Others crouch,
In a hidden cave,
Hearing near and hearing far,
Heavy steps from feet of stone,
Tread the warping fields alone,
Hearing far and hearing near
The wind's hiss in earth's ear,
Ground fall, and ground reel,
Brittle footsteps steal
Up the hill and down the cliff,
Touching, snapping, making stiff,
While granite footsteps, grinding numb
Up the little hollow come.

Not to give in
Men will go on
Trying to sin, making vague love, kissing wan
Faces. Trying to make
Children with women,
Trying to wake
Hints of old hunger, bitterly break
Flesh that turns marble-hard, trying to take
Life in their arms for their small comfort's sake.

Women will not move as move
Those confident of love.
Hurt like a torpid snake,
Agony drags and stirs but cannot wake.

So they will pass their days,
Fostering a child or two, giving names
Of half-remembered music, clamor, sound;
Over hunched shoulders peering round
For cold that creeping comes;
Over and over saying tropic words,
And calling babies after jungle birds.

They will be cheered with each new child,
And the wierd
Pall of the sky and the wild
Tangle of hooped moons piled
Like rubbish in the pallid west
Won't trouble them so much
With what they feared,
They'll touch
Cautiously their children and their lovers, clutch
Anything alive.

Not to give in
Men will go on,
Cold to the chin,
Light-stepping for fear
Feeling the thin
Ice of the air crack under the weight
Of feather-poised earth, and the near
Nuzzle of snow and the wind's spear.

Smoke from fire
And ice's smoke,
Lunge together,
Fight and choke,
Plunge and throttle and fight, and all
Blue smoke vanishes. Ashes fall.

Some will call the skimming planets, cranes
Going south for winter, nothing more,
And some will sow the icy fields with grains,
Search barren pools,
Harvest sea-weed, plant a pebble, or
Plough snow with patient tools.

And they will never cease to look for spring,
Climb endless hills,
And turn from east to west and west to east,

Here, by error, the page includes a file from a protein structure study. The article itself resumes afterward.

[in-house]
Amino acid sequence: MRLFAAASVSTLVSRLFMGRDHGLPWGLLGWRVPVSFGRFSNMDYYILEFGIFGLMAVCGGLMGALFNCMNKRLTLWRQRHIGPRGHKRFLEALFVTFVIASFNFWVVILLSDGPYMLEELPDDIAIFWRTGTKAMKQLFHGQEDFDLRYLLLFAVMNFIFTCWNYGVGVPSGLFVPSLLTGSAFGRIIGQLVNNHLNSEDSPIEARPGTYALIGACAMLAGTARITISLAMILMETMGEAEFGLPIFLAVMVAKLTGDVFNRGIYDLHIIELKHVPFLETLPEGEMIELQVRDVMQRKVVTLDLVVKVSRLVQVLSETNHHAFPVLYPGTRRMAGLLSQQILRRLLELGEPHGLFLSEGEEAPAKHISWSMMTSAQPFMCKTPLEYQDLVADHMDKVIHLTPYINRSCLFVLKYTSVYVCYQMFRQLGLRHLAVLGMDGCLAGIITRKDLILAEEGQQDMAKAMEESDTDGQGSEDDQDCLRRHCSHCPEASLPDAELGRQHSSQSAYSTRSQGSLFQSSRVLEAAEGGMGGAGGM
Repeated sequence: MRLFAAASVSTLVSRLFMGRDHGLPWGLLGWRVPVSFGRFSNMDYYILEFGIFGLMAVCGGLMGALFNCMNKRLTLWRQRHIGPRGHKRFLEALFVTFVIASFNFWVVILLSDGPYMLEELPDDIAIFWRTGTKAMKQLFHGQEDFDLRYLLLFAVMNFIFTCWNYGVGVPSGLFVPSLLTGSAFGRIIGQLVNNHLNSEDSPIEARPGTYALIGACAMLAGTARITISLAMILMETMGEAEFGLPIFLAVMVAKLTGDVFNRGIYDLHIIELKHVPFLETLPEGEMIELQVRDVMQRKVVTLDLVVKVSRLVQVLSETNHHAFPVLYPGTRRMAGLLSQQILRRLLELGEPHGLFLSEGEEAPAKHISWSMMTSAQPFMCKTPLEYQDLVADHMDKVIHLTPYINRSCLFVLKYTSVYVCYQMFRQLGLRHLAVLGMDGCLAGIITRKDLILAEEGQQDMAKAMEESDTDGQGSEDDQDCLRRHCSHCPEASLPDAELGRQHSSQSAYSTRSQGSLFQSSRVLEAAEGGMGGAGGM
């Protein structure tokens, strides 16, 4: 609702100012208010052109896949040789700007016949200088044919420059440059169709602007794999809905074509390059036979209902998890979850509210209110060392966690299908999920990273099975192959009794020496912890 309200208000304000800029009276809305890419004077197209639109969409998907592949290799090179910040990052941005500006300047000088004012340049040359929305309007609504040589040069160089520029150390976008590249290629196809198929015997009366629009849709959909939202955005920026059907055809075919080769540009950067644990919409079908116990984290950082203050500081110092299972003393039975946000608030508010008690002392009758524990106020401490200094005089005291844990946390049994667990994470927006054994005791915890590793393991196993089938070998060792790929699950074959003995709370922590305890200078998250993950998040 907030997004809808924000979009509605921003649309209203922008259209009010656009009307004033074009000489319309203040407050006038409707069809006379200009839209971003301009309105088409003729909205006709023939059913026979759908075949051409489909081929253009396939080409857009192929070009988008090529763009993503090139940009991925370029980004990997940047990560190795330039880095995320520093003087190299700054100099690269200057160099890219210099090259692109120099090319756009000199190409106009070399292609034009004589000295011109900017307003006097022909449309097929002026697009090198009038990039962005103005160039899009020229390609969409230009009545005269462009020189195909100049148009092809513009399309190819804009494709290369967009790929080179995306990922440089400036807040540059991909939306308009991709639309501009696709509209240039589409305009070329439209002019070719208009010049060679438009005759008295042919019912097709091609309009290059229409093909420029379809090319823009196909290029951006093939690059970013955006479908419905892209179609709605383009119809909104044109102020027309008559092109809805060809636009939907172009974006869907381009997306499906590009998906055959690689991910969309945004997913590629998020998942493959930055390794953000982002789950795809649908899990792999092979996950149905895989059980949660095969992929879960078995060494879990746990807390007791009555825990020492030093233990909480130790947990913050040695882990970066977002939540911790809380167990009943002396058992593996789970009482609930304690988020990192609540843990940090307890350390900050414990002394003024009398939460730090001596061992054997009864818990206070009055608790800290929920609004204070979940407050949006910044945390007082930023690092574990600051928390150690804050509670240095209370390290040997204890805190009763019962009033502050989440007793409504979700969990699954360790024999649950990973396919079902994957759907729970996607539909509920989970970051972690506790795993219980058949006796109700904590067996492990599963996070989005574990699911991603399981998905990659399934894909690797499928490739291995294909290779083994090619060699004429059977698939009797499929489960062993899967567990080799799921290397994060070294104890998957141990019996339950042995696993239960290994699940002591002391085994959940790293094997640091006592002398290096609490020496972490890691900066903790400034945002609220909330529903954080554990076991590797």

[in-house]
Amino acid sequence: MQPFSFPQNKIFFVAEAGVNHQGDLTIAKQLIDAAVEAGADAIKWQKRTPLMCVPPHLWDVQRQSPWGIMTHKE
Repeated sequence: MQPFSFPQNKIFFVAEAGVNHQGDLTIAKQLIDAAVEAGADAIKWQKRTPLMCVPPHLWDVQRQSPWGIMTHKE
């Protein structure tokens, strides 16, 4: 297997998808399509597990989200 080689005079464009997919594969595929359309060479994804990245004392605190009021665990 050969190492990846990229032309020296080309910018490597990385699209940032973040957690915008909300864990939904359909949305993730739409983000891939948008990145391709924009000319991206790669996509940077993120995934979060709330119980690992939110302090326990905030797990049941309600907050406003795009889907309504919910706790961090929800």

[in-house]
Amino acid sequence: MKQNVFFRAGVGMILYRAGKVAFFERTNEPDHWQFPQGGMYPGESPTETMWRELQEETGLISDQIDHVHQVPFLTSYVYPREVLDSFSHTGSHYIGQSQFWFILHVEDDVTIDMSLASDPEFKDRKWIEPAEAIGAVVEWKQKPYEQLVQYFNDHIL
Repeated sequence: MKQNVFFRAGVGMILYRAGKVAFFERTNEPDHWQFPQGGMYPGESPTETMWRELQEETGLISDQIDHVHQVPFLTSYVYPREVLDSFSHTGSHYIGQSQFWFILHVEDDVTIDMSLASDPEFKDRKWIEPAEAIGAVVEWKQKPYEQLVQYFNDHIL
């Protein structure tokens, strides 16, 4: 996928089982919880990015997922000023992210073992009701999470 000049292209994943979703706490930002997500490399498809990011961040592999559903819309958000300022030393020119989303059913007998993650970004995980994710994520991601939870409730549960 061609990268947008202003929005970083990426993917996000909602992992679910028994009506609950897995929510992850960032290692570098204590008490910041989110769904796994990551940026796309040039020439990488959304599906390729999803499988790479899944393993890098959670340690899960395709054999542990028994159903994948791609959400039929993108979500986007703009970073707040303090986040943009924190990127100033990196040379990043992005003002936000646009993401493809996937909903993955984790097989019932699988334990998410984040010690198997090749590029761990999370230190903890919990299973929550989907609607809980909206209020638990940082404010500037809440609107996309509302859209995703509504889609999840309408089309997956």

Imagining the least
Shreds of far color,
Supposing that they feel
Warmth on their faces, following the wheel,
Circling on its axis, search the sky
For sign of thaw, or rain or any change,
Looking for birds, where only dead stars fly
And calling snows and deepening snow-falls, strange.

In tightening silence, they will search for sound,
Beneath the smother of the sky,
Find tangled iron, as the first men found
Iron and more than mortal sinew in the ground.

And they will worship symbols of sure things,
Sure things, and tangible, cut clear,
Forgetting rust, they will keep iron near,
And try to pour into an iron mould,
The past's white fire perishing with cold.

And out of iron's touch upon their palms
Will come a song,
And they will seize stone hammers, make a clang,
Sing as they never sang,
Wild, assaulting, strong,
(Clang, cold, clang).
Stone on stone with iron bits
Clamped together (Clang, clang),
Iron twisted till it fits,
Notched and jammed and bolted fast,
Rearing heavily and slow
One monument against snow,
A monument to last, a tomb to hold
Yellow pollen of all past,
Against the cold.

Until at last comes twilight glimmer,
Voices, faces, motions dimmer,
Breath as low
As the all covering snow,
Even the evening and the morning laid
Cheek to cheek, will fade,
Radiance and sound made one,
And quieted and blended into none.